The valuation of Houses & Land in 1881 was £32 10s 0d.

1891 – 19 houses (18 inhabited/1 uninhabited) with 102 people (46 males, 56 females). There were 27 outbuildings.

The valuation of Houses & Land in 1891 was £34 0s 0d.

1901 Census Garrivinnagh

This is a return of the member of the family; their Visitors, Boarders, and Servants who slept or abode in their house on the night of 31st of March 1901 in Garrivinnagh There were 14 houses listed in the townland of Garrivinnagh Of the people living in Garrivinnagh all 64 (34 males, 30 females) were Roman Catholics.

People that lived in Garrivinnagh were born in Co. Galway & America.

There were a total of 28 Out-Offices & Farm Steadings; which included Stables, Coach house, Cow houses, Calf house, Piggeries, Potato house, Stores & Bake house.

Class of House: The class of house depended on the materials used in the roof, walls, number of rooms and number of front windows. A 1st class house was considered the highest standard.

Walls of the houses: The walls were of stone, brick, and concrete or of mud, wood or other perishable material. The house in Garrivinnagh was built of stone, brick or concrete. There were no mud cabins.

House Occupancy: 13 houses were occupied on the night of the Census.

Enumerators Extract

http://www.census.nationalarchives.ie/reels/nai000839814/

House & Building Return

http://www.census.nationalarchives.ie/reels/nai000839815/

Out-Offices & Farm Steadings

http://www.census.nationalarchives.ie/reels/nai000839816/

House 1

Athony Coneely (possibly Anthony Conneely) aged 57 was the head of the family, married to Barbra aged 44; they lived with their sons Colman aged 23 & Patrick aged 18, both single.

Anthony was a farmer, Barbara was a housekeeper, and Colman & Patrick were farmer’s sons. The entire family could not read; they all spoke Irish & English. They were Roman Catholics.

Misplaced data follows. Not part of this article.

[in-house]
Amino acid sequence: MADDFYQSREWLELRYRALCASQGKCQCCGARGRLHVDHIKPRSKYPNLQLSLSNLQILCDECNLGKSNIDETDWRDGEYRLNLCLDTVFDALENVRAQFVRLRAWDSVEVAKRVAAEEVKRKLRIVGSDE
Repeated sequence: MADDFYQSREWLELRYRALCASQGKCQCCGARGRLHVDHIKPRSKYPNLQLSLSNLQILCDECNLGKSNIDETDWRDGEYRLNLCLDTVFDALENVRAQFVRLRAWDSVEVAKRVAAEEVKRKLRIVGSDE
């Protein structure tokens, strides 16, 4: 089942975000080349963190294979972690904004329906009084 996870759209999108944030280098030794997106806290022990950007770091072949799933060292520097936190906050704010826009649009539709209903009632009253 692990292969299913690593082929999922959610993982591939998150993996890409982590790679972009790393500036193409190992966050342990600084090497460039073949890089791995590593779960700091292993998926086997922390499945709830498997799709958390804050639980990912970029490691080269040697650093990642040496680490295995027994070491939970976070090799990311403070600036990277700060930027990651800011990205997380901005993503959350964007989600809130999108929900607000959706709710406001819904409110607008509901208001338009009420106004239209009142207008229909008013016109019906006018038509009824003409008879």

They lived in a 3rd class house with 2 rooms and 2 front windows. They had a cow house, piggery & a potato house. This premise was a Private Dwelling.

http://www.census.nationalarchives.ie/pages/1901/Galway/Turlough/Garrivinnagh/1394095/

House 2

Michael Coneely aged 72 was head of the family, married to Mary aged 60; they lived with their son Joseph aged 25 & grandchildren Hannah Joyce aged 16 and Pat Kane aged 10, all single.

Michael was a farmer; Joseph was a farmer’s son, Hannah & Pat were scholars. Michael & Mary could not read and spoke only Irish. Joseph & Hannah could read and write & spoke Irish & English, Pat could read & spoke Irish & English. They were Roman Catholic. Hannah was born in America.

They lived in a 3rd class house with 2 rooms and 2 front windows. They had a cow house, piggery & a potato house. This premise was a Private Dwelling.

http://www.census.nationalarchives.ie/pages/1901/Galway/Turlough/Garrivinnagh/1394096/

House 3

Mary Kane aged 33 was head of the family, married. She lived with her sons Michael aged 14, Colman aged 12, Pat aged 10, John aged 8, Tom aged 6 & James aged 4.

Mary was a farmer; Michael & Colman were farmer’s sons, Pat, John, Tom & James were scholars, they could read. Mary, Michael & Colman could not read. Mary spoke Irish & English. The boys spoke Irish only.

They lived in a 3rd class house with 2 rooms and 2 front windows. They had a cow house & a piggery. This premise was a Private Dwelling.